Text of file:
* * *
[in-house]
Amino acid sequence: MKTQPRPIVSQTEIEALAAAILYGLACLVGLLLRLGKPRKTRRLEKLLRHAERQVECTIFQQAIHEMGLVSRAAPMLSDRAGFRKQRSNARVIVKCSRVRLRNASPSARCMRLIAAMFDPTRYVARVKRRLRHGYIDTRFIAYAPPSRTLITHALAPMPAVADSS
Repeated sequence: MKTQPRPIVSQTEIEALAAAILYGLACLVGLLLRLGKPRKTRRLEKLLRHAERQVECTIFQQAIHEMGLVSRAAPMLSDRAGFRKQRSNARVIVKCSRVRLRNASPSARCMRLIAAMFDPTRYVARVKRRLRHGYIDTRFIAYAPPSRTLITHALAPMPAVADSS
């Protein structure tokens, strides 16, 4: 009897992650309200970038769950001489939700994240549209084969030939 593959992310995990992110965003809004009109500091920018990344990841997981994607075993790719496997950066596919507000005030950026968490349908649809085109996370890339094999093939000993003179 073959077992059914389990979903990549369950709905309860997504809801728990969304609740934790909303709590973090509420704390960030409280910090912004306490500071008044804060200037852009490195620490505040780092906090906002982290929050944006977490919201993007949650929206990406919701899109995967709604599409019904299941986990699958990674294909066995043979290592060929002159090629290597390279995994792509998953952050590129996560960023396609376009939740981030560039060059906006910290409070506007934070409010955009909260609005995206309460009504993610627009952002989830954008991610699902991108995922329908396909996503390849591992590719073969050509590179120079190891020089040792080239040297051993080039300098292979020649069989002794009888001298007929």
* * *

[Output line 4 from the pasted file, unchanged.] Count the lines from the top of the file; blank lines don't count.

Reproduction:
């Protein structure tokens, strides 16, 4: 009897992650309200970038769950001489939700994240549209084969030939 593959992310995990992110965003809004009109500091920018990344990841997981994607075993790719496997950066596919507000005030950026968490349908649809085109996370890339094999093939000993003179 073959077992059914389990979903990549369950709905309860997504809801728990969304609740934790909303709590973090509420704390960030409280910090912004306490500071008044804060200037852009490195620490505040780092906090906002982290929050944006977490919201993007949650929206990406919701899109995967709604599409019904299941986990699958990674294909066995043979290592060929002159090629290597390279995994792509998953952050590129996560960023396609376009939740981030560039060059906006910290409070506007934070409010955009909260609005995206309460009504993610627009952002989830954008991610699902991108995922329908396909996503390849591992590719073969050509590179120079190891020089040792080239040297051993080039300098292979020649069989002794009888001298007929």